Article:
I have been placing and restoring dental implants in my practice for over 20 years, and doing immediate placement and loading of such for the last 10 years. My treatment of choice is immediate placement, especially in the anterior region. The rationale behind this is if I can atramatically remove a root and keep the alveolus intact then placing an endosseous implant will help keep the natural anatomy intact. This depends on the health of the alveolus at the time of extraction and I do not routinely place implants into an infected alveolus. In the posterior, I routinely immediately place implants, depending on the anatomy of the alveolus and the ability to get primary stability, without impinging on the proximity of vital structures. I do not find it a necessity to immediately load immediate placed posterior implants—as most patients do not mind not having a tooth for three to four months—and I feel the risk of loss of the implant outweighs the need for a posterior tooth. Temporization can be done with alternative methods to loading but I find most patients would rather save the added costs.
Since using the precision surgical guides, I have found placement to be very precise; the speed of surgical completion amazingly fast; and the stress of freehand placement diminished. I have been able to place implants in severely resorbed mandibles with precision and at minimal risk, which saves my patients money because they can avoid costly bone grafting and receive the teeth they have always wanted. Overall, for just a minimal cost, the precision surgical guide has increased the ease and acceptance of implant placement.
The era of computer-aided design and computer-aided manufacturing, (CAD/CAM) is here to stay, and dental prosthetics, implant dentistry and orthodontics are moving into this digital arena. The accuracy of digital dental restorations, digital surgical guides and modeling has been well proven. They provide practitioners with better quality restorations, precision placement of endosseous implants and the ability to move teeth (with or without brackets and wires) more efficiently and with better predictability. At minimum, all dental practitioners need to embrace digital scanning technology to help them succeed in today’s digital world.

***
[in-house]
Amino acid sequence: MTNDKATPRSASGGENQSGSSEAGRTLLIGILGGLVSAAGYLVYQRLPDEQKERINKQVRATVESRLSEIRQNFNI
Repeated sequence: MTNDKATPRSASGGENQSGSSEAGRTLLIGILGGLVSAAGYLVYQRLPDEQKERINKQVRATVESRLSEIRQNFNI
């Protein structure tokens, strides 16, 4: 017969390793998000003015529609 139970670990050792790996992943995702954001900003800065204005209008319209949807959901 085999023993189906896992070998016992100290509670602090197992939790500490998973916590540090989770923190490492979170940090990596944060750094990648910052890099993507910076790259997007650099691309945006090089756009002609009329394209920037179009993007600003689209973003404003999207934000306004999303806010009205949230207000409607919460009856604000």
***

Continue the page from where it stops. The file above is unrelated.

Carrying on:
The CS 3500 intraoral scanner from Carestream Dental is very small and user-friendly; it is not tethered to any CPU or cart and is not cumbersome to use. Any dental assistant can be trained to use it with great success. Not only will the dental office save on impression materials, it will save on model stone and the labor required to pour models and prepare them for laboratory shipping or pickup. Scanned models and laboratory prescriptions can be ready for sending over an internet portal to your favorite milling lab with minimal effort.
The quality and speed of patient record delivery to laboratories allows the dentist to provide treatment to patients with high accuracy, saving time for the office and the patient. If you are concerned about staying current with the latest trends in technology and available services a digital scanner is a must. The CS 3500 intraoral scanner is the best choice for any office.
Would you like to know more? Please call 800.944.6365 or visit us on the web at www.carestreamdental.com.